“Looking back at the series we’ve played, I think some of the adjustments we made were really on the fly,” Nurse said during the NBA Finals media day Wednesday. “Maybe it wasn’t the exact coverage we were in, but someone would communicate a switch or non switch and make the next play. Against most teams in the NBA, you have to play that way.”

The way Nurse and the Raptors got here has been incredible, as well.

Toronto’s upper management fired the 2018 Coach of the Year (Dwane Casey) to roll the dice on a journeyman coach, praying and wishing he’d be the right man to lead them to the promised land.

Trading the beloved DeMar DeRozan for Kawhi Leonard has sure paid off, as he’s quickly shown the world how great of a player he truly is.

Those gambles are not unlike going full tilt in a game of poker, pushing all in on the final hand. Raptors general manager Masai Ujiri has been rewarded, handsomely, for those risks.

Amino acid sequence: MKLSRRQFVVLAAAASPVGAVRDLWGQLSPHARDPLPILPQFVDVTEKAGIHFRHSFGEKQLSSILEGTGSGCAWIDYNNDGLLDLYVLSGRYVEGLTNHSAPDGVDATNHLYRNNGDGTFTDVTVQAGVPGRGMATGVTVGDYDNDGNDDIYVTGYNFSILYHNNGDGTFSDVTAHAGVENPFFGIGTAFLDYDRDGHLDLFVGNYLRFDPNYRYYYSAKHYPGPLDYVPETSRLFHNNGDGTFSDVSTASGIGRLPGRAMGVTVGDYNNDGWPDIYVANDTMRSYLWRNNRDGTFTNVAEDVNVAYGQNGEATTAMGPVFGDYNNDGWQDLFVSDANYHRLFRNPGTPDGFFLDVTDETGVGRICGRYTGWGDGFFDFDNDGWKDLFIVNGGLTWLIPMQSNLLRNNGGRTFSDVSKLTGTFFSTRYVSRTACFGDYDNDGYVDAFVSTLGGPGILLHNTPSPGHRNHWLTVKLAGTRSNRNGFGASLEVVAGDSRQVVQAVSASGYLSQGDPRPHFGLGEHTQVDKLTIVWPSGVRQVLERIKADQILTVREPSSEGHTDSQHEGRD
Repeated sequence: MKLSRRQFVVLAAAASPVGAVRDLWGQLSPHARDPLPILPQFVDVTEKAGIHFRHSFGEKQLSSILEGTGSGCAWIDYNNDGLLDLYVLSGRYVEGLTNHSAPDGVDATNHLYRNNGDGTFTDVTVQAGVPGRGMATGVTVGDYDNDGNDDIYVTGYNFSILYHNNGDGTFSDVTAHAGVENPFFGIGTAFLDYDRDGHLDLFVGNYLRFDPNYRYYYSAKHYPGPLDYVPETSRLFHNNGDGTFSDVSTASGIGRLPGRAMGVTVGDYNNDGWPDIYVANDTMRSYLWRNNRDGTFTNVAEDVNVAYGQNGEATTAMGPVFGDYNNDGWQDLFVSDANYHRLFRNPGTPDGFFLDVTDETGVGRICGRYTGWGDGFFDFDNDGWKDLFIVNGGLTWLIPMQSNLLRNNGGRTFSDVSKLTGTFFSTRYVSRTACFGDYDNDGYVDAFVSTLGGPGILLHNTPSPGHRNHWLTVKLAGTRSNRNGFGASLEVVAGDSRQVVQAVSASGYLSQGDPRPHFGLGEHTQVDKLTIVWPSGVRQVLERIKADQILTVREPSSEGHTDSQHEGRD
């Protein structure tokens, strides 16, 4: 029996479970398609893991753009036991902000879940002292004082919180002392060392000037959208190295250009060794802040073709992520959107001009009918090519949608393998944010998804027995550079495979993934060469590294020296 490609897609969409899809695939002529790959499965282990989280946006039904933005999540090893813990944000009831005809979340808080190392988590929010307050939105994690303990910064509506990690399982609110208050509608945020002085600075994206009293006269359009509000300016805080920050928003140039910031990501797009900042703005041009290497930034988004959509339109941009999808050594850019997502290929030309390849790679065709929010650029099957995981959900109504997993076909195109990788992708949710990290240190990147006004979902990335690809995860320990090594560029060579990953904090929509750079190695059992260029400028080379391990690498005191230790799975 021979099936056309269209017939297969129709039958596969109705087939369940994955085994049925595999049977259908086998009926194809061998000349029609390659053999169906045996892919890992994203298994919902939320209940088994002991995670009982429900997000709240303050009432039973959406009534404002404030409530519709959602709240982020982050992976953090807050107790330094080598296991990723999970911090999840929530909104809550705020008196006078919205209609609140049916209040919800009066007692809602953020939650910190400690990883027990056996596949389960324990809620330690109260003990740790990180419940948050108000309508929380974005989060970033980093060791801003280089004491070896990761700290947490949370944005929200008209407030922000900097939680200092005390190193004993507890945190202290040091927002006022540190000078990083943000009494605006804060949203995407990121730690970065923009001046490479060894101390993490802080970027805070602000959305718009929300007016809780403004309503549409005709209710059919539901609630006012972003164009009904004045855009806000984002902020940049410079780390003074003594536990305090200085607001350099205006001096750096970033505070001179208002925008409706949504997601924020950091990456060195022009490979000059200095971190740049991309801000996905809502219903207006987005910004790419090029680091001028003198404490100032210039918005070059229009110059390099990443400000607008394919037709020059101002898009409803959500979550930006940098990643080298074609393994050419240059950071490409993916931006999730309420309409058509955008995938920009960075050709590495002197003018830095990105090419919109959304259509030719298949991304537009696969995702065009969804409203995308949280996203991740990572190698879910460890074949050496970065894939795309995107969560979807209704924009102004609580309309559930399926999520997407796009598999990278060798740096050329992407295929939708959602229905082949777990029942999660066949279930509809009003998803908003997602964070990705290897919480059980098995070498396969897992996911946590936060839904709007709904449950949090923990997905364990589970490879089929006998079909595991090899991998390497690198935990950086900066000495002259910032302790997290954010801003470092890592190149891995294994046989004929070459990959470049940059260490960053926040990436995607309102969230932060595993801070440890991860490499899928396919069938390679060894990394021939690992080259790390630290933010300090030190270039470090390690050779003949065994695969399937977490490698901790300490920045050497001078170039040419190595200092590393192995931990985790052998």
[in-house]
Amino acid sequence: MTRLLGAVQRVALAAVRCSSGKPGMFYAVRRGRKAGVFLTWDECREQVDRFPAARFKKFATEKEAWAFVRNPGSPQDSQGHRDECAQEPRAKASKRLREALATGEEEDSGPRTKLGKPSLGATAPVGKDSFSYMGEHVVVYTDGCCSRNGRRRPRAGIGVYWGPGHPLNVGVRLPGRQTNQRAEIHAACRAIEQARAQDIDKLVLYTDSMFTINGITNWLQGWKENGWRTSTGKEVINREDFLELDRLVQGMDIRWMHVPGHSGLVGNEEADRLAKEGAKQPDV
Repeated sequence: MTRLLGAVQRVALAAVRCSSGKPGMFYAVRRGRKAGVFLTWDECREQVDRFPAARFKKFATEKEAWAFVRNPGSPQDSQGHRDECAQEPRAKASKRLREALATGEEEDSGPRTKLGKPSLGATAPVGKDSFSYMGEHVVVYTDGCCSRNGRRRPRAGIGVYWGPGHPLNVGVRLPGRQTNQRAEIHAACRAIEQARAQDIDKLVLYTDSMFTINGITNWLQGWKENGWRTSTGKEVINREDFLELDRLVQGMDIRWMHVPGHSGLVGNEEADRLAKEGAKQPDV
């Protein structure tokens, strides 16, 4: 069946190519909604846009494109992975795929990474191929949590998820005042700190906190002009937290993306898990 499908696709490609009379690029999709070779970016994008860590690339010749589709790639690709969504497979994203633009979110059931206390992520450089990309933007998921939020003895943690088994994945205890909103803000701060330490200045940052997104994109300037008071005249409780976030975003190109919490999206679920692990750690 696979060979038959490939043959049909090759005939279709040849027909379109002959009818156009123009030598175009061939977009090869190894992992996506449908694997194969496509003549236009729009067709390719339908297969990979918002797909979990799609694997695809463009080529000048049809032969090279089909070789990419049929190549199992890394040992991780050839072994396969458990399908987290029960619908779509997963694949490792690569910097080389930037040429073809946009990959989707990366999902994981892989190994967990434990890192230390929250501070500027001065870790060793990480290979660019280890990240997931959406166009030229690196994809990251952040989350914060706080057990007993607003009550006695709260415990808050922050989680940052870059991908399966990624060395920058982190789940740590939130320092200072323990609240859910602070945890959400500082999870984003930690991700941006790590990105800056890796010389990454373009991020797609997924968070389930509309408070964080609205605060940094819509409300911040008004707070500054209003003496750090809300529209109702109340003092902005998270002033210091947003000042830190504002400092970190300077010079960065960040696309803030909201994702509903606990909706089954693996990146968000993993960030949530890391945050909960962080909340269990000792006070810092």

“(I have) to give Dwane Casey credit, he prepared us. It’s not something that started in one year. Dwane and DeMar Derozan are part of this,” Ujiri said Wednesday. “Nick has done a great job taking it from there. Building his own identity and building a team he wanted to coach in a certain way. It’s been a roller coaster some times. We’ve had really, really tough games. We are a hard working team and Nick has that persona and ethic that translates to everybody and the organization as a whole.”